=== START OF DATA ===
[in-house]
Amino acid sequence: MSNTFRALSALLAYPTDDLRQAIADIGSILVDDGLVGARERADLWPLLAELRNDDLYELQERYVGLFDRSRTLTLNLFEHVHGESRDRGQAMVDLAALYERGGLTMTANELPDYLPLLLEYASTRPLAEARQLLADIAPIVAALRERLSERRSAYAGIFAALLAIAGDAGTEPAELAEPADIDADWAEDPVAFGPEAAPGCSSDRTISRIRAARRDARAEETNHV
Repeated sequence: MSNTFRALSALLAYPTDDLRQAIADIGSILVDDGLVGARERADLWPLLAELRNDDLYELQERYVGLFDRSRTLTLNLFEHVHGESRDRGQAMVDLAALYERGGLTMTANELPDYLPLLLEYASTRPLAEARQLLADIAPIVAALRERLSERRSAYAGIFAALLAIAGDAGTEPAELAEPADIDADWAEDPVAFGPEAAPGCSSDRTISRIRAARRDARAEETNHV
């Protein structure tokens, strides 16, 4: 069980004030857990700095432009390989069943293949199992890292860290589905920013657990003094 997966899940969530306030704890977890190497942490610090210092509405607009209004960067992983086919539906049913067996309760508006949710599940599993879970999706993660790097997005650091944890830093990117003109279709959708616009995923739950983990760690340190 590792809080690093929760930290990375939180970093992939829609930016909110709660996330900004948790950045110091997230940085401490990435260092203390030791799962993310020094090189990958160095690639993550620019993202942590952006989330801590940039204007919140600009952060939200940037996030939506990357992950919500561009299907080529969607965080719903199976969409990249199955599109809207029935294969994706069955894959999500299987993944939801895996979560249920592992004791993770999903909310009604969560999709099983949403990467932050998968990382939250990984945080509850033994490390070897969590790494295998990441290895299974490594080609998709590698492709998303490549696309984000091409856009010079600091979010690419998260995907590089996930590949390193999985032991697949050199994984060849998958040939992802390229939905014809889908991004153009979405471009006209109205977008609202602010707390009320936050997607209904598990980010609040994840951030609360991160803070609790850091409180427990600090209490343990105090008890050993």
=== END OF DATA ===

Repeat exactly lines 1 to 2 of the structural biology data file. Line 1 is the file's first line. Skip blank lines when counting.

[in-house]
Amino acid sequence: MSNTFRALSALLAYPTDDLRQAIADIGSILVDDGLVGARERADLWPLLAELRNDDLYELQERYVGLFDRSRTLTLNLFEHVHGESRDRGQAMVDLAALYERGGLTMTANELPDYLPLLLEYASTRPLAEARQLLADIAPIVAALRERLSERRSAYAGIFAALLAIAGDAGTEPAELAEPADIDADWAEDPVAFGPEAAPGCSSDRTISRIRAARRDARAEETNHV